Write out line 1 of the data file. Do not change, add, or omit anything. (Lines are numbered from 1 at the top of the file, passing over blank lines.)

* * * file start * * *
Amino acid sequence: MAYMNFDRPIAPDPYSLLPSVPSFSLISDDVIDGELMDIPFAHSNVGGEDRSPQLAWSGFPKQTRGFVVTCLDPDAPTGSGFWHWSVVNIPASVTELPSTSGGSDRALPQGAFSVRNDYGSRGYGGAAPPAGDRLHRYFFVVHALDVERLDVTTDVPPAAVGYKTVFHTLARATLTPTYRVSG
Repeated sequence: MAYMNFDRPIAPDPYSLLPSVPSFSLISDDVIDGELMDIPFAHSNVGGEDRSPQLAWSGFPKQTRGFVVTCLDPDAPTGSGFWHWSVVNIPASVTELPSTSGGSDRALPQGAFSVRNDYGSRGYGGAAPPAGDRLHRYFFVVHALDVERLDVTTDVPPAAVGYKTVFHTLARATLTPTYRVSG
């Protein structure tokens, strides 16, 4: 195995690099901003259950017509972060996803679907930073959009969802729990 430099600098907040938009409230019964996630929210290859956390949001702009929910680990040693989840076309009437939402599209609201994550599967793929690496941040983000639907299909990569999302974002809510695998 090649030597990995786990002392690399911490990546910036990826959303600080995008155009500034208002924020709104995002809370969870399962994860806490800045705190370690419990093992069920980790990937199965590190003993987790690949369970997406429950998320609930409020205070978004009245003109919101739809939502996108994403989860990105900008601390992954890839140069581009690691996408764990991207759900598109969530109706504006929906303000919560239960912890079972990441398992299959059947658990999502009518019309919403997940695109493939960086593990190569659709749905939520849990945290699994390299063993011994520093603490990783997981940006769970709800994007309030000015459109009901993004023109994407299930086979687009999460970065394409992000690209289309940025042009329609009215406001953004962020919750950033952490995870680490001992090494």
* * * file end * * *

Amino acid sequence: MAYMNFDRPIAPDPYSLLPSVPSFSLISDDVIDGELMDIPFAHSNVGGEDRSPQLAWSGFPKQTRGFVVTCLDPDAPTGSGFWHWSVVNIPASVTELPSTSGGSDRALPQGAFSVRNDYGSRGYGGAAPPAGDRLHRYFFVVHALDVERLDVTTDVPPAAVGYKTVFHTLARATLTPTYRVSG